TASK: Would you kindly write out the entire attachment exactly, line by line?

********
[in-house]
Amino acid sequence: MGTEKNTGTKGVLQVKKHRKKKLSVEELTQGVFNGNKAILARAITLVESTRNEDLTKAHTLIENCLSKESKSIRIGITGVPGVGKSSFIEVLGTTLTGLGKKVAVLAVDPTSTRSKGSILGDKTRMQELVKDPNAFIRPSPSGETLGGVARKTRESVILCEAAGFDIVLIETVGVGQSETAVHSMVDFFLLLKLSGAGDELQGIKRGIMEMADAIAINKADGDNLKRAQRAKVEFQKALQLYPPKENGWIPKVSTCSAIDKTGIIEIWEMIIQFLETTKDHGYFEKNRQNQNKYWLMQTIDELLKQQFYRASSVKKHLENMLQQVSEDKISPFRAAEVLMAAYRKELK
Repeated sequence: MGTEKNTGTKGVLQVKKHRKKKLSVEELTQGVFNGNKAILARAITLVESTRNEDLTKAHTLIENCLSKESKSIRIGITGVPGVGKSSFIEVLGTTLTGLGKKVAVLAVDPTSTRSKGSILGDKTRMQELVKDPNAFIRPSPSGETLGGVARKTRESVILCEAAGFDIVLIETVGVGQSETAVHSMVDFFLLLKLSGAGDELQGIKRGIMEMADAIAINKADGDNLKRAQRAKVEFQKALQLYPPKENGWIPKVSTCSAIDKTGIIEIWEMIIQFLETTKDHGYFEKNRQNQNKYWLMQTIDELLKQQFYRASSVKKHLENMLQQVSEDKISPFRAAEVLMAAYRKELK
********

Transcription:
[in-house]
Amino acid sequence: MGTEKNTGTKGVLQVKKHRKKKLSVEELTQGVFNGNKAILARAITLVESTRNEDLTKAHTLIENCLSKESKSIRIGITGVPGVGKSSFIEVLGTTLTGLGKKVAVLAVDPTSTRSKGSILGDKTRMQELVKDPNAFIRPSPSGETLGGVARKTRESVILCEAAGFDIVLIETVGVGQSETAVHSMVDFFLLLKLSGAGDELQGIKRGIMEMADAIAINKADGDNLKRAQRAKVEFQKALQLYPPKENGWIPKVSTCSAIDKTGIIEIWEMIIQFLETTKDHGYFEKNRQNQNKYWLMQTIDELLKQQFYRASSVKKHLENMLQQVSEDKISPFRAAEVLMAAYRKELK
Repeated sequence: MGTEKNTGTKGVLQVKKHRKKKLSVEELTQGVFNGNKAILARAITLVESTRNEDLTKAHTLIENCLSKESKSIRIGITGVPGVGKSSFIEVLGTTLTGLGKKVAVLAVDPTSTRSKGSILGDKTRMQELVKDPNAFIRPSPSGETLGGVARKTRESVILCEAAGFDIVLIETVGVGQSETAVHSMVDFFLLLKLSGAGDELQGIKRGIMEMADAIAINKADGDNLKRAQRAKVEFQKALQLYPPKENGWIPKVSTCSAIDKTGIIEIWEMIIQFLETTKDHGYFEKNRQNQNKYWLMQTIDELLKQQFYRASSVKKHLENMLQQVSEDKISPFRAAEVLMAAYRKELK